Meat Department

If anyone needs more reasons to avoid eating meat, other than how it’s contributing to water scarcity and climate change—I offer a glance through a distant window, a fading illumination on why you might consider avoiding the average grocery store meat department altogether.

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Dates are a big problem in the grocery realm. People who don’t work at grocery stores think they need to trash their food if they don’t eat it by the date stamped on it. Those of us who share the misery of this special cog in the food machine know that the dates aren’t very honest. One meat cutter referred to this constantly as the “gray zone”. Just because a steak turns brown, or green, or needs a tumor cut out of it doesn’t mean it’s inedible, which is why any meat-cutter who can manage a budget is going to cut the nastiest bits off a green rubber steak, soak it in a marinade, and put it back in the case.

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The first meat manager I worked for would rub the dates off the plastic coating around expired meat with rubbing alcohol. If a manager cared enough to inquire, the excuse was easy: manufacturer forgot to stamp a date, happens all the time.

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My last manager, we’ll call him Asshole, had a favorite saying, “Blood on my knife or shit on my dick.” The last time we spoke he had a wife who felt the need the enlarge her breasts, two daughters, and openly joked about raping the women who worked in the department. To Asshole, people were no different than meat and all meat meant to him was money.

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On a few occasions, we received live crawdads, but never with any means of containing them, so we just let them crawl around the sectional seafood case with the cooked and raw food.

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Aging meat is an art enjoyed by many connoisseurs across the world. We charged a modest $21 per pound for an “aged” rib eye steak. Asshole decided that walking another ten feet to store product in the proper cooler wasn’t worth his time and began keeping everything from marinated chicken to veggie kababs behind what was easily $4000 worth of rib eye for “quick access”. Every time Asshole opened the door a thousand microbes, bacteria, viruses, and mold, metals, cleaners, whatever happened to be in the air, rushed in to contaminate your overpriced steak.

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One morning casual conversation with the seafood manager got him on a tangent about sockeye salmon eyes being considered a delicacy in some parts of the world. And in the moment, he reached down and took hold of the salmon I was about to fillet, jabbed his thumb into its eye socket, and plopped the exploded bits of slimy darkness in his mouth and happily exclaimed, “Mmmm, salty!”

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Asshole ordered too many boxes of ground beef a few weeks before he transferred to a different level of Hell. Fresh ground beef is typically pre-ground at a different facility and stuffed in a plastic casing like a sausage. They’re boxed up and shipped to us to regrind at the store. The “gray zone” is a little less cloudy with ground beef because it’s terrible. It’s the only thing in the store that gets logged every time its ground, and if someone forgets to log it more than three times they’re typically fired. So what does one do when they order too much? Grind it anyway and enter a false date into the record. Could it hurt people? Hopefully, not. Is it legal? I really don’t think so. But, when you rip the labels off the boxes nobody can really prove you did anything wrong. Asshole’s assistant took over after he left and was fired a year later for trying to do the same thing.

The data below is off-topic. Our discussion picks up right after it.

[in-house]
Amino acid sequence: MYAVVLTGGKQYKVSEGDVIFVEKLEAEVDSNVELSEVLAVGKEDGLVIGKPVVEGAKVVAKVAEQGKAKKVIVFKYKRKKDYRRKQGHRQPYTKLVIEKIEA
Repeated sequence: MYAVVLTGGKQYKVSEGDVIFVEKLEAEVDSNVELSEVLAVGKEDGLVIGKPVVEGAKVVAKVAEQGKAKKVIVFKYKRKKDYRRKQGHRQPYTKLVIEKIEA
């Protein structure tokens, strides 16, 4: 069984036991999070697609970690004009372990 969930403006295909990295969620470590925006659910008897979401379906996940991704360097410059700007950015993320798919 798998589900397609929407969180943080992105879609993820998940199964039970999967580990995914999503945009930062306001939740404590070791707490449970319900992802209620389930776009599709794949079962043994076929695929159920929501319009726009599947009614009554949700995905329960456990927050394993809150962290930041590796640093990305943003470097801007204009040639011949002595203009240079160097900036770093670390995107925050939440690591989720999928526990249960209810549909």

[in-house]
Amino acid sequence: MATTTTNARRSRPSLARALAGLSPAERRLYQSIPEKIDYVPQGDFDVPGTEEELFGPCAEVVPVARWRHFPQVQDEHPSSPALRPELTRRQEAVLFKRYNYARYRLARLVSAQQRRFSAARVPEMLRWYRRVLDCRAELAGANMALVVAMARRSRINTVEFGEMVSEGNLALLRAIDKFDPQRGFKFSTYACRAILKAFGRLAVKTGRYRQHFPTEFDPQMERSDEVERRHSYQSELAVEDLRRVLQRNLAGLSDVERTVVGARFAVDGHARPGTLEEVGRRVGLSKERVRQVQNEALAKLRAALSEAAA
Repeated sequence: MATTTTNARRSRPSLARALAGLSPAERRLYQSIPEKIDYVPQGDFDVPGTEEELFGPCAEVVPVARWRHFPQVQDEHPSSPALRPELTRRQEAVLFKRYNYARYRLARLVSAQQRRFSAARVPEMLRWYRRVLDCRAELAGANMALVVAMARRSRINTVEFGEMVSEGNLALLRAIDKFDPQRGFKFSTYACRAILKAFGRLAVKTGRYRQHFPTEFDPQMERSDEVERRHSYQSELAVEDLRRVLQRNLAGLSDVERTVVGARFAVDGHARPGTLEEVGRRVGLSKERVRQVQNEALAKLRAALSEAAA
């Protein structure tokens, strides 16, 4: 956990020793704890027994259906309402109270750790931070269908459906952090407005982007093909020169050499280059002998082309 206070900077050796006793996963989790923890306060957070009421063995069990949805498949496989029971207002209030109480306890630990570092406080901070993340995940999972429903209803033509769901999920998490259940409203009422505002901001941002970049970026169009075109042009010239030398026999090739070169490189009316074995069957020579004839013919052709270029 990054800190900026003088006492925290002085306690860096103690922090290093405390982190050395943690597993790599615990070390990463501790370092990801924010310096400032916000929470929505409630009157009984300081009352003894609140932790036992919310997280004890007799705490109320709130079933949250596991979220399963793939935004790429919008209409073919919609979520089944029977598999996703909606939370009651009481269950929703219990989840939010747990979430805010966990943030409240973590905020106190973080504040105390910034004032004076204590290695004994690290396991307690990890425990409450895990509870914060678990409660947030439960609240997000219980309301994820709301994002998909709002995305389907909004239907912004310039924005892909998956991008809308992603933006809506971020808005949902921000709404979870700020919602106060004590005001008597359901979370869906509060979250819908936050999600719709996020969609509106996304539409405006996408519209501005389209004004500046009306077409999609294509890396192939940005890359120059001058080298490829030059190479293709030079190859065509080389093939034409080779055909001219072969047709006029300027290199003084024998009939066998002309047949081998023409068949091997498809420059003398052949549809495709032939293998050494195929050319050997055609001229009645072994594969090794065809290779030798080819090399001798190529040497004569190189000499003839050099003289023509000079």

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A clerk was laughing and chatting with a customer across the seafood counter. He concluded her order and said goodbye, and as she walked away he turned to all of us and said, “check this out” pointing down at his sizable erection.

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The secret ingredient in our holiday ham is corn syrup solids.

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I was rubbing my arms in the chill of the cooler one morning when the meat grinder screamed and gurgled to a halt. I unplugged the machine, opened the hopper lid and dug through all the portions of beef that can’t be fashioned into some over-simplified, streamlined, consumerist driven steak and found a nylon cutting glove.

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I’m not calling anyone a cannibal, but it’s not uncommon for someone to cut themselves and not realize it until they’ve bled all over a good deal of equipment—or cut through—and lose a small chunk of a finger. Very rare. But they’re not going to throw away 20 pork chops because a sliver of someone’s finger might have fallen into the batch.

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